Entries Tagged as 'rogers park'

Rogers Park Winery Horseshit Red

January 22nd, 2012 · 2 Comments

One of my coworkers, Eric, makes wine every year. I’d heard about this process for years but it wasn’t until a couple months ago that I finally got to try one of his wines. Eric lives in Rogers Park, hence Rogers Park Winery.

As for the name of the wine, Horseshit Red, Eric said when they first opened the wine it was awful, but as they let it age and then breath it turned out not so bad. This is so true that they added this warning to the label: “Warning: This wine used to taste like horseshit but it has taken a turn for the better after aging two and a half years. For best results, open the bottle and let it breathe before drinking.”

I thought the wine was pretty decent. Eric can bring wine for sampling any time he wants!

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Everything Cast Iron

July 16th, 2009 · 2 Comments

Cinnamon and Andrew :: Rogers Park, Chicago

Cinnamon is writing a cookbook about cooking with cast-iron cookware called “Everything Cast Iron.” The book is to include 300 recipes and is on a tight deadline. What does this mean for all of Cinnamon’s friends? Lots of food to eat! Cinnamon made menus, posted them on a schedule, and all we had to do was sign up for a day to go over, share drinks with friends, and sample her experiments.

Sweet Potato Sticks

Jamaican Grilled Okra

Friends :: Rogers Park, Chicago

Last Sunday I headed over to Cinnamon and Andrew’s condo up in Rogers Park. Cinnamon was manning the kitchen and Andrew was manning a grill (with a cast iron grill plate). Since it was so beautiful outside and since the condo doesn’t have air conditioning, all of the friends gathered in their cute little lawn. We were not allowed to bring food, but were instructed to bring drinks of choice.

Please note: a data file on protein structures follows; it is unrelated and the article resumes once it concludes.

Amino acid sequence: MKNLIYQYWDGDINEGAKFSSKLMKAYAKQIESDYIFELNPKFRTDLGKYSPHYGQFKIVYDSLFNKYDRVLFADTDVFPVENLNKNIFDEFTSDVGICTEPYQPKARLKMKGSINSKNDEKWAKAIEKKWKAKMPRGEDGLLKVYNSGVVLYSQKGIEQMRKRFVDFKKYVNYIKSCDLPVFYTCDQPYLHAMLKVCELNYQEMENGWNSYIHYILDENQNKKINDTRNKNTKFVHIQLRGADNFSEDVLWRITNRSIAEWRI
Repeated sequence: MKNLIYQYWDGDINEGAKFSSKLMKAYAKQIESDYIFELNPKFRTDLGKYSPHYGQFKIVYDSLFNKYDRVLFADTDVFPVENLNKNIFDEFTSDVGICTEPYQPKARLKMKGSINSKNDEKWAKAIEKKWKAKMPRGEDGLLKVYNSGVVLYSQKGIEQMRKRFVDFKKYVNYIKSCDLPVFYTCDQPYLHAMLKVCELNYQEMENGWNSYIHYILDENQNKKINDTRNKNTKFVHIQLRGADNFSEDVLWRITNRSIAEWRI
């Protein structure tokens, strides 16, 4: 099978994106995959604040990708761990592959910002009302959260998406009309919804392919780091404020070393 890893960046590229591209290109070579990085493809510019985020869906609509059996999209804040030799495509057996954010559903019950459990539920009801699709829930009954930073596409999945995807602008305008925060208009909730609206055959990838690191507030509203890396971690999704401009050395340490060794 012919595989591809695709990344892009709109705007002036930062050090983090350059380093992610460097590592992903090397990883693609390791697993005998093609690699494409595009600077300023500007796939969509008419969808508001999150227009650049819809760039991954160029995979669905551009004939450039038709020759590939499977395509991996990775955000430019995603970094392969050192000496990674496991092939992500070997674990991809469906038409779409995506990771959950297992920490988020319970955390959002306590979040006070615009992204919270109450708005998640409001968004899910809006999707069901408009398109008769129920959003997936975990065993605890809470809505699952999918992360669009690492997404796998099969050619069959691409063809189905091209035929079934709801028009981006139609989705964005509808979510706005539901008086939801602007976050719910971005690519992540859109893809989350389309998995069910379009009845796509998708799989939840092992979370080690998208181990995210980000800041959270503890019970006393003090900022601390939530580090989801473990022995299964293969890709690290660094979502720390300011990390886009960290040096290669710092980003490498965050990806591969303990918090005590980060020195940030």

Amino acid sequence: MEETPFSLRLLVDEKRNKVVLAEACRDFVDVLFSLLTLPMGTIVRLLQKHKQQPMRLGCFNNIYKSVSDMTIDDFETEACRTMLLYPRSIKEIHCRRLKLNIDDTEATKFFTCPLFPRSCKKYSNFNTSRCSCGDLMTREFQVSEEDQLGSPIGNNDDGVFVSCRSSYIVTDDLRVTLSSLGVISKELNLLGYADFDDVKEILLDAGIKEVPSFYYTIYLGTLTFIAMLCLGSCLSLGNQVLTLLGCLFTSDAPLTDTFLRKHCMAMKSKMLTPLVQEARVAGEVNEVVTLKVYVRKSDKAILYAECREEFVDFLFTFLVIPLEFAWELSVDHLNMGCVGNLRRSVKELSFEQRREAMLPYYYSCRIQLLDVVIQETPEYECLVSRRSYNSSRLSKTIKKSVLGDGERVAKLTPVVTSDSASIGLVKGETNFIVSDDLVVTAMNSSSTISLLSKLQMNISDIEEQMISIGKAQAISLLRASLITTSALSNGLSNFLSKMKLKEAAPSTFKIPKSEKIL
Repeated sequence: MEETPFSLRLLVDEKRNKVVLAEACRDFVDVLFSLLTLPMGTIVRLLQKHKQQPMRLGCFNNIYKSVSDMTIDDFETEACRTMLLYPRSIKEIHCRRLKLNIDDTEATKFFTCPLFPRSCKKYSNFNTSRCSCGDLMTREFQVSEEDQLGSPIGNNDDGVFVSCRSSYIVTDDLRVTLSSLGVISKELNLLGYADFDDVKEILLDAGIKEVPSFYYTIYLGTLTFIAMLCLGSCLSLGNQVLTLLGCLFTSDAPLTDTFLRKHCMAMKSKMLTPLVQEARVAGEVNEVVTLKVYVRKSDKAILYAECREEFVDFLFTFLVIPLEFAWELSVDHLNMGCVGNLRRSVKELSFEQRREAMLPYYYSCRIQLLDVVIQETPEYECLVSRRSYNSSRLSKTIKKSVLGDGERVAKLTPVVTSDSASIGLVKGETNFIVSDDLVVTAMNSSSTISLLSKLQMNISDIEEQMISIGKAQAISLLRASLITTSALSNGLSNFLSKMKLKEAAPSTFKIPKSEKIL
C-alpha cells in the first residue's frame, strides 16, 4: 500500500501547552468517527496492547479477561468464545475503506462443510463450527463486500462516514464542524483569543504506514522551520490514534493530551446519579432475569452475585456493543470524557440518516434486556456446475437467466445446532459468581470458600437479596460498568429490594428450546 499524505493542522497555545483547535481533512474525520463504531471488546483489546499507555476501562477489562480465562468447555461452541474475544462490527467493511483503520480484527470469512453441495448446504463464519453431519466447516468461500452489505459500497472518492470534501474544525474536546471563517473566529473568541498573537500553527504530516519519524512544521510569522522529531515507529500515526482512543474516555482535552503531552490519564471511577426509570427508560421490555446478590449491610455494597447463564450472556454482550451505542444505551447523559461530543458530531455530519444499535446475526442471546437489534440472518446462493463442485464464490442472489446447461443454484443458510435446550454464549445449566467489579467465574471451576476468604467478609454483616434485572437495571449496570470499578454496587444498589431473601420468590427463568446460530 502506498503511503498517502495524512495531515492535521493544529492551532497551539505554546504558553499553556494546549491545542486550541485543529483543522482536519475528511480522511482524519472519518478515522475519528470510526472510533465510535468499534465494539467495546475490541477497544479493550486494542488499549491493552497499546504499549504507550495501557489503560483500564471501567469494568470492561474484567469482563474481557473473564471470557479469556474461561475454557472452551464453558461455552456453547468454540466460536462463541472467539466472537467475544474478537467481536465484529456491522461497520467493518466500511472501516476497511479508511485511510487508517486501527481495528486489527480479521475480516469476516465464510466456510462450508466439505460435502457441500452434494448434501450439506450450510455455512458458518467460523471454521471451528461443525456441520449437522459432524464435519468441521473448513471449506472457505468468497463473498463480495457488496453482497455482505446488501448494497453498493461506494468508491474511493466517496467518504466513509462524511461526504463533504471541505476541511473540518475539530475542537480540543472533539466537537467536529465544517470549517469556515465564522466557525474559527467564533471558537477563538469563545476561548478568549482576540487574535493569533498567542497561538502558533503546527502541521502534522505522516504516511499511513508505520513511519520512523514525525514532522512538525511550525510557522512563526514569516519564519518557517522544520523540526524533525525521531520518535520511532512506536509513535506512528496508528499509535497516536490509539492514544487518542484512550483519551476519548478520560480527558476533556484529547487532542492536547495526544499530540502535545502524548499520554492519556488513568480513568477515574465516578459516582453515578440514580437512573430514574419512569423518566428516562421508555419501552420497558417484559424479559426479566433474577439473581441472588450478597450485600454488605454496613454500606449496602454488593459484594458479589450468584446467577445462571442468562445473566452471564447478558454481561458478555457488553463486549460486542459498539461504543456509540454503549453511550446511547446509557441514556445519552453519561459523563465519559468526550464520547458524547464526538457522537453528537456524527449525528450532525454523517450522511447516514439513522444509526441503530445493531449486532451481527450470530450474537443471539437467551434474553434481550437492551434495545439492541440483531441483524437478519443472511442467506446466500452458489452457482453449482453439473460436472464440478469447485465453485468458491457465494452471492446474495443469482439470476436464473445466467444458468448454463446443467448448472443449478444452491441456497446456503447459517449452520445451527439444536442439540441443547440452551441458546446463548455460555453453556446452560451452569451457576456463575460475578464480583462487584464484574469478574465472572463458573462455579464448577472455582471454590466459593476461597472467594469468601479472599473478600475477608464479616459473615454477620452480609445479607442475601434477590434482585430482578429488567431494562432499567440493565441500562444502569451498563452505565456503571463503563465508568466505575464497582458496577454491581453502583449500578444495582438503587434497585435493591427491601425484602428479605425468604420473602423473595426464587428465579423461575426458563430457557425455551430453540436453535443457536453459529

Asian Potatoes with Chile and Shallots

Spicy West African Yassa Chicken

Yassa Tibs Ethiopian Sauteed Fish

Chuck, Rachelle, Marcus :: Rogers Park, Chicago

I met a lot of new people and visited with other friends I hadn’t seen in a while. Marcus was all salty since I left Roscoe Village behind, a neighborhood we shared, and moved on to Logan Square. Chuck was our odd uncle trying not to fall asleep between courses while he sat drinking his beer in a comfortable chair. And of course the food! These are all photos of all the food we ate. Now, we didn’t eat full servings, but everyone got to at least try a taste of every dish that was made. Then we had a comment card to write what we thought about the dishes.


James and Rose

Truly Blackened Catfish

Cajun Shrimp (with Rice, not shown)

I know we were helping Cinnamon out, but thanks so much to her and Andrew for having us all over and making this all a party at the same time! I had a fun, delicious time! It still boggles my mind a bit that Cinnamon and Andrew were able to turn out this much food in one evening. I can’t imagine how much they’re cooking to make a 300-recipe cookbook. And it’s exciting to be a part of the process. I can’t wait for “Everything Cast Iron” to come out. I’m for sure buying a copy… or two!

Fried Ravioli